2. segmented control (second one) – suggested name semesterChanged
  3. slider – suggested name gpaSelectorChanged
  4. text field – suggested name gpaInputChanged


What did we just do? We added functions (the “action” in the target-action design/coding pattern) to our view controller (the “target”). These functions will be called when the app’s user interacts with a user interface object.

Run your app. Make sure there are no errors.


Add a function to ‘update the text view’

Earlier, you learned that the text view will be used to display text similar to “I am in the CPA program, in semester 5, and my GPA is 3.21.”

That text will change when a change happens in any of the four input controls (two segmented controls, slider, text field).

We will write a new function that will get the current settings from the controls. Try to write the function yourself, based on the practice that you have done with a Swift playground, and string-to-from-number conversions. If you need some guidance, here is a sample function, with explanations:



programSelector.selectedSegmentIndex returns an integer. The control has two segments. Segment 0 (zero) represents the CPA program. Segment 1 represents the BSD program. Use the Swift ternary conditional form:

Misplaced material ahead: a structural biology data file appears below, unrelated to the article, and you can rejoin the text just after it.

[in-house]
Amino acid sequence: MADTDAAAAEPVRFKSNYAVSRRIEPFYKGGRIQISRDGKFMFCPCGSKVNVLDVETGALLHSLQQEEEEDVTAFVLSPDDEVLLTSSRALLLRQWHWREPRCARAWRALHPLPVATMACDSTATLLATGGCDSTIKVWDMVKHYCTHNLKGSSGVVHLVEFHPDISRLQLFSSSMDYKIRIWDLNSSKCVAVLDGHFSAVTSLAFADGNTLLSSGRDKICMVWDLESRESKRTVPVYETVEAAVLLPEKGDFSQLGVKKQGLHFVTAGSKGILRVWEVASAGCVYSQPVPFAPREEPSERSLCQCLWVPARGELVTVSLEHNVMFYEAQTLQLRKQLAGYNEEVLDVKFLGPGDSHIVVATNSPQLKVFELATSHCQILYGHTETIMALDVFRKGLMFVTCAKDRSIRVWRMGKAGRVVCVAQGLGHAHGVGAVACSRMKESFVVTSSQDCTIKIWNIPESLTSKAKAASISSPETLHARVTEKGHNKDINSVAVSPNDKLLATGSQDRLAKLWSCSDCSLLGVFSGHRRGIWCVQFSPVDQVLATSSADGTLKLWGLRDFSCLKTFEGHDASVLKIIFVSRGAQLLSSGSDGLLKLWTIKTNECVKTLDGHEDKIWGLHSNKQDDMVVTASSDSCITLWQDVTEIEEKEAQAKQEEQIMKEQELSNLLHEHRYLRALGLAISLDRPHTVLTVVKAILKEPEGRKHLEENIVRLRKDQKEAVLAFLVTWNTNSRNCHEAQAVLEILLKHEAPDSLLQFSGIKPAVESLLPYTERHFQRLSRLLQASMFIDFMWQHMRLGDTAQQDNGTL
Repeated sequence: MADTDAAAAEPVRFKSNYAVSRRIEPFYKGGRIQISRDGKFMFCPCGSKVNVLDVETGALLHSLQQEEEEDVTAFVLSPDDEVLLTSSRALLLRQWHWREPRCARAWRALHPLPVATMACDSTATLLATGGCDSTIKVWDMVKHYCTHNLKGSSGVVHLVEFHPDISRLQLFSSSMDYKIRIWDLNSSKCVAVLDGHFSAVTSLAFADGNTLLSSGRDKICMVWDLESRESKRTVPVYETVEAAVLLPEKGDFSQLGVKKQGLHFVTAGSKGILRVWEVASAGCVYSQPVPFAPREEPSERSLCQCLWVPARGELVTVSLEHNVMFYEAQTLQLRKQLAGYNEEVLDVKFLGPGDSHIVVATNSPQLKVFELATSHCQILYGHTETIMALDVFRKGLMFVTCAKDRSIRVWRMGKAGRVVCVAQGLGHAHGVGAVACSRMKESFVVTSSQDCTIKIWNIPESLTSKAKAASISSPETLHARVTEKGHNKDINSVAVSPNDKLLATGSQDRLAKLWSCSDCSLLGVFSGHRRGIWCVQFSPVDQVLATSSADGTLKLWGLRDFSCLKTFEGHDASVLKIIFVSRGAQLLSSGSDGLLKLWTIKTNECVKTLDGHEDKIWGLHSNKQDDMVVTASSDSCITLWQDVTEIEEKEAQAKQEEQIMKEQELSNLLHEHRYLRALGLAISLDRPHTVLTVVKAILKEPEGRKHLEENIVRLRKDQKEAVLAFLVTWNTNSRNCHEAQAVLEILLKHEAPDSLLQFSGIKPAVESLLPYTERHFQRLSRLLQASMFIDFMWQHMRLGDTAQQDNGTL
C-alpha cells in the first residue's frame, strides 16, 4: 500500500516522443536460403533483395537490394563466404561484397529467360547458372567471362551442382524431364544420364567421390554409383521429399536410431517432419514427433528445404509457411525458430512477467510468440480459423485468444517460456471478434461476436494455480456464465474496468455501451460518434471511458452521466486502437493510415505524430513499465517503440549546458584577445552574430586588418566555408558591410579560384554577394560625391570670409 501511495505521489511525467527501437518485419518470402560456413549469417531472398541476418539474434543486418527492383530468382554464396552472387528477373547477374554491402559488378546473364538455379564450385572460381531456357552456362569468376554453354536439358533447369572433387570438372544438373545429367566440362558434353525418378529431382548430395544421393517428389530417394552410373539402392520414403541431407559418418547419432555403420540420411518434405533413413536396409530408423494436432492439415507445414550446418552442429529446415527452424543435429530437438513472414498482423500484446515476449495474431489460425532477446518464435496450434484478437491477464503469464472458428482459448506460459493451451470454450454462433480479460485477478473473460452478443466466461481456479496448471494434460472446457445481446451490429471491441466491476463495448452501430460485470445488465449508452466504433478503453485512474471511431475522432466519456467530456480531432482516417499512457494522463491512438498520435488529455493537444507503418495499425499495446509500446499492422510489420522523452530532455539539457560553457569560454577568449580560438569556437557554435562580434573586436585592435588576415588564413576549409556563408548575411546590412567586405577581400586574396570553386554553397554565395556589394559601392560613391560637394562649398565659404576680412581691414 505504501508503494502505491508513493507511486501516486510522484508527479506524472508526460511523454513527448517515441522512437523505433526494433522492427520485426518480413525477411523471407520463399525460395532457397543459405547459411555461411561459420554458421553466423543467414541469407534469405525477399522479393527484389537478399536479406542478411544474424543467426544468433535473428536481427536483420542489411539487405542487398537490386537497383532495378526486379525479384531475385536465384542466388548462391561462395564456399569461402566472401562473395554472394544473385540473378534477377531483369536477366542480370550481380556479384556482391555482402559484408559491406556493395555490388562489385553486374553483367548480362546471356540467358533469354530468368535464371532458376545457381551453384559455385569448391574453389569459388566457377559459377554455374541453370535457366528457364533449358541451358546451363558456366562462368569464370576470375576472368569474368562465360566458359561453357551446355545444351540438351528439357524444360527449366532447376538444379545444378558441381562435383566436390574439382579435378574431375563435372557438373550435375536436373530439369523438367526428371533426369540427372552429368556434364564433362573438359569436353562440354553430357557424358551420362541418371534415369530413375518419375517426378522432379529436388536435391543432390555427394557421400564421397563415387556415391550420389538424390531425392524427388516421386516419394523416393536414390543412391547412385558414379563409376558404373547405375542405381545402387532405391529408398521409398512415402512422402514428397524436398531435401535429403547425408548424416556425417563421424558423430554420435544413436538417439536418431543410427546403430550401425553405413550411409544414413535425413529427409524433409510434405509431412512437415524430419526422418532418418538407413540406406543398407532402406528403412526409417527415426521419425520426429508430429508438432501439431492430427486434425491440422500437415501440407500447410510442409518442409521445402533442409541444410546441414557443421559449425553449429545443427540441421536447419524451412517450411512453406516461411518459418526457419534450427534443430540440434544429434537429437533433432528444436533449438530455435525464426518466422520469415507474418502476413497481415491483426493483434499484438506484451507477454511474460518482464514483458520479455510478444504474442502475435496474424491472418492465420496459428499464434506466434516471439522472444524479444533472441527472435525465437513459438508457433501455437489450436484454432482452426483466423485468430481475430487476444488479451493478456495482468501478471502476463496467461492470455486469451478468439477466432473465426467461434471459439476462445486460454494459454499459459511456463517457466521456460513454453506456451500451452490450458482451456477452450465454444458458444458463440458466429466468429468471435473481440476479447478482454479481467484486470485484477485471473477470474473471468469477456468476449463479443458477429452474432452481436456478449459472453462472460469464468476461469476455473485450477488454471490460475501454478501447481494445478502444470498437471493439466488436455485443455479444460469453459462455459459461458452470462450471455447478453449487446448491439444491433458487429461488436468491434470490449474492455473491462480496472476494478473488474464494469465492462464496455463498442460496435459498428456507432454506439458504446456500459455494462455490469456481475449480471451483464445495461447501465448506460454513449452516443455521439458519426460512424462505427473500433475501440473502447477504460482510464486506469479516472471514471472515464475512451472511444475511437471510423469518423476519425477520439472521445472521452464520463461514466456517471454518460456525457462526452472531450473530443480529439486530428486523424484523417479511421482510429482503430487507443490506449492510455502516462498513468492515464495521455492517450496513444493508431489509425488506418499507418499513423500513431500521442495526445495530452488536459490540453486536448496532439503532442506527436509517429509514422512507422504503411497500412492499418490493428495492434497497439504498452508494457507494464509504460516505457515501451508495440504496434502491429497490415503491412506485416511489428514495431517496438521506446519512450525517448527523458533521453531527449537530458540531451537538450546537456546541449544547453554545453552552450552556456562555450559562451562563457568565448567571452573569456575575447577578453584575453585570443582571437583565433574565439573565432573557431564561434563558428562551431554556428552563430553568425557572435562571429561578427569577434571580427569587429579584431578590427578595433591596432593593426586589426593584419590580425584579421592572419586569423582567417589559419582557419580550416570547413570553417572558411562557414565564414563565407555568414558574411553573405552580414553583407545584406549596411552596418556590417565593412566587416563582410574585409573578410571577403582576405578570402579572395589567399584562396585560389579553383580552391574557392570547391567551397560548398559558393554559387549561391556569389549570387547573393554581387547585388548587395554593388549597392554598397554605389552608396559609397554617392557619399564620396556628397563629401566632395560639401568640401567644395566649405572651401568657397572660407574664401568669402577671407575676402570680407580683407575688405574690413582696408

let program = (programSelector.selectedSegmentIndex == 0) ? “CPA” : “BSD”

Next, make a string for the semester. Segment 0 (zero) represents semester 4. Segment 1 represents semester 5. And so on. Therefore, the actual semester is the selected segment, plus 4. Here’s the code:

let semester = semesterSelector.selectedSegmentIndex + 4

Then, you need the GPA value. Get it from the slider control. The “value” property of the slider holds its value, and it’s a float type. Therefore, the string format that you’ll want to use is “%1.2f”.

Finally, assemble the string, and set it to the text view control’s “text” property.


Calling the ‘update the text view’ function

When do you call the function?

  1. When any of the user interface controls change
  2. When the view loads for the first time

Add statements to each ‘action’ function, which will call the ‘update the text view’ function.